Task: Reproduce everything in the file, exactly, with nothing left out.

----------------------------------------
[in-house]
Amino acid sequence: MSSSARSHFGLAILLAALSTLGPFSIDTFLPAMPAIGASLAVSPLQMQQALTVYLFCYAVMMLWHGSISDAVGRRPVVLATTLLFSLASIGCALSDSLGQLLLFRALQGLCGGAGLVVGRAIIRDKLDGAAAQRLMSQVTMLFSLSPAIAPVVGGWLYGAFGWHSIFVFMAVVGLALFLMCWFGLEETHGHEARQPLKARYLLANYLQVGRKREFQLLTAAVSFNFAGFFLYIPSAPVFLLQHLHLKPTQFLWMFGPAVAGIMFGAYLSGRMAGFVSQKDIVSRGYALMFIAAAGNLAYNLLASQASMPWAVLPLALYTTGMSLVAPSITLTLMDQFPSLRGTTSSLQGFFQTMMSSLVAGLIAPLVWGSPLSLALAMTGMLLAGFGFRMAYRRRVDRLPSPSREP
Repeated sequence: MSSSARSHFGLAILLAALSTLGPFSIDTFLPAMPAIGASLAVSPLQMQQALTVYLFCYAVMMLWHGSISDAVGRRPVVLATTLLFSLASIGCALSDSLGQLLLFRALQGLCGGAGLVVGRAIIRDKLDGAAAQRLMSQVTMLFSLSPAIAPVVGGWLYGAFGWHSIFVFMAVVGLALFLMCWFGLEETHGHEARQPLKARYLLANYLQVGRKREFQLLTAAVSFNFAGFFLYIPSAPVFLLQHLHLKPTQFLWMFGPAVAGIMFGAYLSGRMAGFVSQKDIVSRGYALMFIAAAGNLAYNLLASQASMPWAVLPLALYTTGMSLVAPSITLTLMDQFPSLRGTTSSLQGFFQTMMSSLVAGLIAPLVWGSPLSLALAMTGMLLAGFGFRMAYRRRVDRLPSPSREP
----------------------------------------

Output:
[in-house]
Amino acid sequence: MSSSARSHFGLAILLAALSTLGPFSIDTFLPAMPAIGASLAVSPLQMQQALTVYLFCYAVMMLWHGSISDAVGRRPVVLATTLLFSLASIGCALSDSLGQLLLFRALQGLCGGAGLVVGRAIIRDKLDGAAAQRLMSQVTMLFSLSPAIAPVVGGWLYGAFGWHSIFVFMAVVGLALFLMCWFGLEETHGHEARQPLKARYLLANYLQVGRKREFQLLTAAVSFNFAGFFLYIPSAPVFLLQHLHLKPTQFLWMFGPAVAGIMFGAYLSGRMAGFVSQKDIVSRGYALMFIAAAGNLAYNLLASQASMPWAVLPLALYTTGMSLVAPSITLTLMDQFPSLRGTTSSLQGFFQTMMSSLVAGLIAPLVWGSPLSLALAMTGMLLAGFGFRMAYRRRVDRLPSPSREP
Repeated sequence: MSSSARSHFGLAILLAALSTLGPFSIDTFLPAMPAIGASLAVSPLQMQQALTVYLFCYAVMMLWHGSISDAVGRRPVVLATTLLFSLASIGCALSDSLGQLLLFRALQGLCGGAGLVVGRAIIRDKLDGAAAQRLMSQVTMLFSLSPAIAPVVGGWLYGAFGWHSIFVFMAVVGLALFLMCWFGLEETHGHEARQPLKARYLLANYLQVGRKREFQLLTAAVSFNFAGFFLYIPSAPVFLLQHLHLKPTQFLWMFGPAVAGIMFGAYLSGRMAGFVSQKDIVSRGYALMFIAAAGNLAYNLLASQASMPWAVLPLALYTTGMSLVAPSITLTLMDQFPSLRGTTSSLQGFFQTMMSSLVAGLIAPLVWGSPLSLALAMTGMLLAGFGFRMAYRRRVDRLPSPSREP